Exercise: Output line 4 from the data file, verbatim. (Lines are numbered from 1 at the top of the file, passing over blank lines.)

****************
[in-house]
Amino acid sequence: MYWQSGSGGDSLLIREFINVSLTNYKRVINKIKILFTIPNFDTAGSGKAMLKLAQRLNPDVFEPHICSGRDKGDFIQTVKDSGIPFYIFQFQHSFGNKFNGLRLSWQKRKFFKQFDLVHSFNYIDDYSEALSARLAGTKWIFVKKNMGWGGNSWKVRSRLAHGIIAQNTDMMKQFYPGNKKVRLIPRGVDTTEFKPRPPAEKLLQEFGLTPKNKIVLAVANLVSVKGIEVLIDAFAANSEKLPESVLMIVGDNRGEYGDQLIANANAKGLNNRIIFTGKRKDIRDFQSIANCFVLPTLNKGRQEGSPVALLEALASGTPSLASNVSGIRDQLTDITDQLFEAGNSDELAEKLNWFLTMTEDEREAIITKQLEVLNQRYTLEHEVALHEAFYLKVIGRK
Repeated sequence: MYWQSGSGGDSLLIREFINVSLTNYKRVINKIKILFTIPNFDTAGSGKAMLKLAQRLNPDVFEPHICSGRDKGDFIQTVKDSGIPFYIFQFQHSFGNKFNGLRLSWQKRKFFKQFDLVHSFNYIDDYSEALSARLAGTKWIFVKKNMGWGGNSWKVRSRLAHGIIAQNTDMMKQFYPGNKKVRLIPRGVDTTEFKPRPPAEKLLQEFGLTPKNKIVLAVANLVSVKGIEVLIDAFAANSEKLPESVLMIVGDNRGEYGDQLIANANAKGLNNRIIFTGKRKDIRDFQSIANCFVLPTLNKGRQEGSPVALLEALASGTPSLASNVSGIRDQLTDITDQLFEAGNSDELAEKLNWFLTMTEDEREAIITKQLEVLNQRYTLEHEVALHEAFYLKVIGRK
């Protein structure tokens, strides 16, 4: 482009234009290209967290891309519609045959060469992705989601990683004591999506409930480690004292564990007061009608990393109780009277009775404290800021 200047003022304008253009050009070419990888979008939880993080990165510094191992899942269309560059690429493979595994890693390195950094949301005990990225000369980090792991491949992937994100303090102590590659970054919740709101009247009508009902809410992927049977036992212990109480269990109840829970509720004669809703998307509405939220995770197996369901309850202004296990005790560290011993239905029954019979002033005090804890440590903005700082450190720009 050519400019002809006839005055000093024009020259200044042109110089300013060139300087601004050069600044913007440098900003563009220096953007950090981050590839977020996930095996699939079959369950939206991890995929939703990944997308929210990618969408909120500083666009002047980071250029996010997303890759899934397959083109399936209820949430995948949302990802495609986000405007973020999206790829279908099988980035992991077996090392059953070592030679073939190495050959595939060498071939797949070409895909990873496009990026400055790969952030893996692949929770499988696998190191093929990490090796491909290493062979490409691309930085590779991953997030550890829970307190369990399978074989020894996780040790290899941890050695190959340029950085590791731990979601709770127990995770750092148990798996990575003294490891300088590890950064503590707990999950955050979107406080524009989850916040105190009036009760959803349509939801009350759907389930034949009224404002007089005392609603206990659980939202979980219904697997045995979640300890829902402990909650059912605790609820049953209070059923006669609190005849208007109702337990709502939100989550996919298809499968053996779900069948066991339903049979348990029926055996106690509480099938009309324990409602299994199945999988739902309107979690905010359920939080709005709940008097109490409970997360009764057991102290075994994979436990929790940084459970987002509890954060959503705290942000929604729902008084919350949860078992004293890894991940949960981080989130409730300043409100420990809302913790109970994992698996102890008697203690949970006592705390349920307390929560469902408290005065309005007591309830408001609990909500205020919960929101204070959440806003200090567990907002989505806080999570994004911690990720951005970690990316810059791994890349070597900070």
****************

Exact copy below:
């Protein structure tokens, strides 16, 4: 482009234009290209967290891309519609045959060469992705989601990683004591999506409930480690004292564990007061009608990393109780009277009775404290800021 200047003022304008253009050009070419990888979008939880993080990165510094191992899942269309560059690429493979595994890693390195950094949301005990990225000369980090792991491949992937994100303090102590590659970054919740709101009247009508009902809410992927049977036992212990109480269990109840829970509720004669809703998307509405939220995770197996369901309850202004296990005790560290011993239905029954019979002033005090804890440590903005700082450190720009 050519400019002809006839005055000093024009020259200044042109110089300013060139300087601004050069600044913007440098900003563009220096953007950090981050590839977020996930095996699939079959369950939206991890995929939703990944997308929210990618969408909120500083666009002047980071250029996010997303890759899934397959083109399936209820949430995948949302990802495609986000405007973020999206790829279908099988980035992991077996090392059953070592030679073939190495050959595939060498071939797949070409895909990873496009990026400055790969952030893996692949929770499988696998190191093929990490090796491909290493062979490409691309930085590779991953997030550890829970307190369990399978074989020894996780040790290899941890050695190959340029950085590791731990979601709770127990995770750092148990798996990575003294490891300088590890950064503590707990999950955050979107406080524009989850916040105190009036009760959803349509939801009350759907389930034949009224404002007089005392609603206990659980939202979980219904697997045995979640300890829902402990909650059912605790609820049953209070059923006669609190005849208007109702337990709502939100989550996919298809499968053996779900069948066991339903049979348990029926055996106690509480099938009309324990409602299994199945999988739902309107979690905010359920939080709005709940008097109490409970997360009764057991102290075994994979436990929790940084459970987002509890954060959503705290942000929604729902008084919350949860078992004293890894991940949960981080989130409730300043409100420990809302913790109970994992698996102890008697203690949970006592705390349920307390929560469902408290005065309005007591309830408001609990909500205020919960929101204070959440806003200090567990907002989505806080999570994004911690990720951005970690990316810059791994890349070597900070």